I’ve been writing for about fifteen years in various capacities.
Journaling, fiction, opinion pieces, work projects, blogging, and non-fiction books and articles.
Motivation is the most significant component throughout all of my writing. Most conspicuous in its absence, motivation is the difference between a finished article and an unfinished stub of an idea.
What moves you to write?
I’ve experimented with different motivations over the years. The promise of financial rewards worked…once. The hope of finding a purpose and meaning in life kept me going for a while.
For a long time my motivation was helping people by sharing insights and perspectives that I found valuable.
But that motivation took a hit as I eventually realised my insights and perspectives don’t help people. People help themselves, and they find the right material at the right time. Aka “when the student is ready, the teacher will appear.”
My remaining motivation had to be entirely self-centred. If I can’t help others, all that’s left is helping myself. So I wrote to express and crystallise my own thoughts.
But lately I’ve been wondering if even that is beneficial. Endless rumination doesn’t help me. So why continue writing?
The end of objectivity
Recently I learned that I’ve been operating under a false premise when it comes to my own motivations and choices.
As an ethicist, I not only accepted but also internalised the fundamentals of ethical theory: that there are right ways and wrong ways to live, there are actions that further our happiness and actions that undermine our happiness. Ethics is about trying to work out principles and rules to guide our choices.
And the implication is that we can’t trust ourselves. We can’t trust our feelings, our desires, our naive thoughts and impulses. The history of ethics is a history of human beings trying to shape themselves and others, on the premise that we aren’t right the way we are.
There’s plenty of evidence to support this. But given that we create our reality through our thoughts, expectations, and what we give our attention to, the belief that human beings are in need of fixing will always provide its own evidence.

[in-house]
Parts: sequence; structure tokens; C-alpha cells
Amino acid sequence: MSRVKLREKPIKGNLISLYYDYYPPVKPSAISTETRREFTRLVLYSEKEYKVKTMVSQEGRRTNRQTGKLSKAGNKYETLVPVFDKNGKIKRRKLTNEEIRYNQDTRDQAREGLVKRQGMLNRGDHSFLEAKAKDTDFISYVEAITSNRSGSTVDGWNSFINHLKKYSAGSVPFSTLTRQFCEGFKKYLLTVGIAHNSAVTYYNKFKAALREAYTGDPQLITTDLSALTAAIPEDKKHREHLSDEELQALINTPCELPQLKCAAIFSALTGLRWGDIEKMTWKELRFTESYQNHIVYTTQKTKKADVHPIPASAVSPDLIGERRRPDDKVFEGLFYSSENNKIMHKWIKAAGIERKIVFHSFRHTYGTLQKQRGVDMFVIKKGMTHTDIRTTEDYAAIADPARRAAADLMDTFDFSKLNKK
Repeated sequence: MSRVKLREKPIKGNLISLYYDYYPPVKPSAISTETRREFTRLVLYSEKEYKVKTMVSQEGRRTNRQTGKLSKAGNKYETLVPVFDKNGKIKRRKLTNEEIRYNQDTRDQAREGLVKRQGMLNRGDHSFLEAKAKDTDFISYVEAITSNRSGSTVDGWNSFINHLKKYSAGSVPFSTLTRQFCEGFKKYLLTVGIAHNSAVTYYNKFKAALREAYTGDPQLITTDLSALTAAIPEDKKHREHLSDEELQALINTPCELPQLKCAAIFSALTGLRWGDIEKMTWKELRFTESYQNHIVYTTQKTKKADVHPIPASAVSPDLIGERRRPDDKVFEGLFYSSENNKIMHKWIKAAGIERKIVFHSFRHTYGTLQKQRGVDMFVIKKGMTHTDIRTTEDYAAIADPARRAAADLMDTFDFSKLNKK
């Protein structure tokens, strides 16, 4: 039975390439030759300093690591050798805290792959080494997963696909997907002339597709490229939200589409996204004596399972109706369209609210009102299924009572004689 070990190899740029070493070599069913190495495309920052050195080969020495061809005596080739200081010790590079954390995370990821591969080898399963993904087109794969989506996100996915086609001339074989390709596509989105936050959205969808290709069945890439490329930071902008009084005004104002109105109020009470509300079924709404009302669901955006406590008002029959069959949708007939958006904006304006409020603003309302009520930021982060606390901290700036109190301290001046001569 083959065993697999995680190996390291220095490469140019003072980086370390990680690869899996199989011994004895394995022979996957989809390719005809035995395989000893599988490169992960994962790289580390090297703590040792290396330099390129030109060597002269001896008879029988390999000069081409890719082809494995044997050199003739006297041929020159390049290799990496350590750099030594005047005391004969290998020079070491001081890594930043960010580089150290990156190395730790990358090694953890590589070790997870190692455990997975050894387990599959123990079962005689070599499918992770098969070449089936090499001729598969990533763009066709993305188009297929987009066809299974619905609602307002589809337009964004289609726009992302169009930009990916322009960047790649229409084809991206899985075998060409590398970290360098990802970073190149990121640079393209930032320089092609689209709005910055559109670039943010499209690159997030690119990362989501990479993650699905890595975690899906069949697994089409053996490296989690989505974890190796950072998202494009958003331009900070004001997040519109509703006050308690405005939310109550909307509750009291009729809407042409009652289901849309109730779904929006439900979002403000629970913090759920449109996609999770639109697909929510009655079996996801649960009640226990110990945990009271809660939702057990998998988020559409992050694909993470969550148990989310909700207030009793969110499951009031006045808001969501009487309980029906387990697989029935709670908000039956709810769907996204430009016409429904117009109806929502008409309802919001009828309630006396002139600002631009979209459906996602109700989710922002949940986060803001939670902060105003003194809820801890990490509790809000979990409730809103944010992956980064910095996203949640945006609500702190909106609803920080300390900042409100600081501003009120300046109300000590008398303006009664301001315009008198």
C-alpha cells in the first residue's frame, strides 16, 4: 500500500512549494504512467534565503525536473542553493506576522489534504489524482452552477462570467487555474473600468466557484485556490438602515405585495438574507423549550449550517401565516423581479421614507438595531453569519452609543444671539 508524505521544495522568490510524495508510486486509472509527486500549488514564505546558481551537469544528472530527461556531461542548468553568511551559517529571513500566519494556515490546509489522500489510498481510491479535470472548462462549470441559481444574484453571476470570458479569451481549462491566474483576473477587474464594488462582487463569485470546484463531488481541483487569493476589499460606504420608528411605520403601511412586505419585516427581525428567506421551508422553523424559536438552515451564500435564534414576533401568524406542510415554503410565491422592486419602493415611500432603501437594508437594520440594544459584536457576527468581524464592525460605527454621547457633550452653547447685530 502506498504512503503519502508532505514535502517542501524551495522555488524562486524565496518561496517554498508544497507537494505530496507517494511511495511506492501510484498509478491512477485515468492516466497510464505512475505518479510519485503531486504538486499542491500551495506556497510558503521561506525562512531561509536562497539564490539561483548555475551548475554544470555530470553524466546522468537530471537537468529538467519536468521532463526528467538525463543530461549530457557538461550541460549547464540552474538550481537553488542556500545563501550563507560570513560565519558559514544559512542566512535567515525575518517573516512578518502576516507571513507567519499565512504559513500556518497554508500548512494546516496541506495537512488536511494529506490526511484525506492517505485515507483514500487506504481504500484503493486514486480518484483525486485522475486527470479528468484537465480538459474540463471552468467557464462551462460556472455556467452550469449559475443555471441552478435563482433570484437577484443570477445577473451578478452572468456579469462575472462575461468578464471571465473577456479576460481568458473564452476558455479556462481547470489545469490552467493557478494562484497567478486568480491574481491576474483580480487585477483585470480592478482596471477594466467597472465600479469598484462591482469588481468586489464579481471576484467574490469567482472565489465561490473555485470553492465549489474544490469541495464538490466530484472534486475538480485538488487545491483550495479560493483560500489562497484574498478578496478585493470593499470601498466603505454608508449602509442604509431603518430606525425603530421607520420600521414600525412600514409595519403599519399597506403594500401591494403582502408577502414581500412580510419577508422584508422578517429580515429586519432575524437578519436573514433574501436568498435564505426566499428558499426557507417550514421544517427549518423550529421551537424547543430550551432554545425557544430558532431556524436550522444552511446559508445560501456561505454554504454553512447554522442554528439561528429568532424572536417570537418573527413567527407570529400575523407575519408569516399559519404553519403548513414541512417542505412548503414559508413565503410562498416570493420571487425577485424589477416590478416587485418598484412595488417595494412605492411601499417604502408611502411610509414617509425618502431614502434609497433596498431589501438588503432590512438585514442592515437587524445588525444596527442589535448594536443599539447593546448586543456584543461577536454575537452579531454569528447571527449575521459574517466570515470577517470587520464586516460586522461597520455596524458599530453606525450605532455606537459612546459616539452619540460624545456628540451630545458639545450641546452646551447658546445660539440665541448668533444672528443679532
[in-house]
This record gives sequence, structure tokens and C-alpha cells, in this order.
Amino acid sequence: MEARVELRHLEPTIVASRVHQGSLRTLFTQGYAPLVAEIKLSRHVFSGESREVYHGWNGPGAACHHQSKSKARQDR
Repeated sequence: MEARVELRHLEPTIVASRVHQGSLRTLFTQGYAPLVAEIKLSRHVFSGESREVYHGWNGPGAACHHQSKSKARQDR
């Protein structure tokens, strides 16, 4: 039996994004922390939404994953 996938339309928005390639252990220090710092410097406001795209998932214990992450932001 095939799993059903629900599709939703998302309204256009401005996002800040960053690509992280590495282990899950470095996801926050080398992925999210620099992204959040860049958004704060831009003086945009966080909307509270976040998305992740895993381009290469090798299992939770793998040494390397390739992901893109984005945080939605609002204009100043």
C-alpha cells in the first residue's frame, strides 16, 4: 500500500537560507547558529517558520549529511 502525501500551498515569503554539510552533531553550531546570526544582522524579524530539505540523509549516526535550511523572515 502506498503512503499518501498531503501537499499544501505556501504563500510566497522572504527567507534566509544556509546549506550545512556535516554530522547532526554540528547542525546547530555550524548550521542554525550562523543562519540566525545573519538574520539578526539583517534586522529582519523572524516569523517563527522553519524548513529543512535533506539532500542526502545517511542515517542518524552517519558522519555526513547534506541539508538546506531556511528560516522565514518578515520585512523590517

Even within ethics, people have historically held with equal conviction that human beings are born good but turn bad, and conversely that they are born bad but with some promise of turning good.
Has anyone held that people are born good and stay good just the way they are? Probably, but these people tend not to get into ethics.
What does this have to do with motivation?
What I’ve learned is that desires and preferences and impulses don’t need to be justified, and yet my own belief that they need ethical justification and guidance is a surefire way to suppress motivation.
It wasn’t enough for me to simply enjoy writing – I had to imbue it with a deeper meaning and purpose and rightness. I had to have some kind of deeper principle or basis to my motivation.
That’s a huge burden to place on something that could serve me simply as an enjoyable pastime, rather than some kind of epic search for meaning.
What if I write in the context of enjoying life, while letting enjoyment be its own justification?
Ethically, that’s a recipe for societal collapse into anarchy and hedonism. But people don’t operate ethically, they operate according to their own non-academic beliefs, thoughts, feelings and desires.
Life can be a lot more enjoyable if I accept that enjoyment is a good enough motivation to live by.
Will it mean I write more? I don’t know. But so long as I’m enjoying life it won’t matter.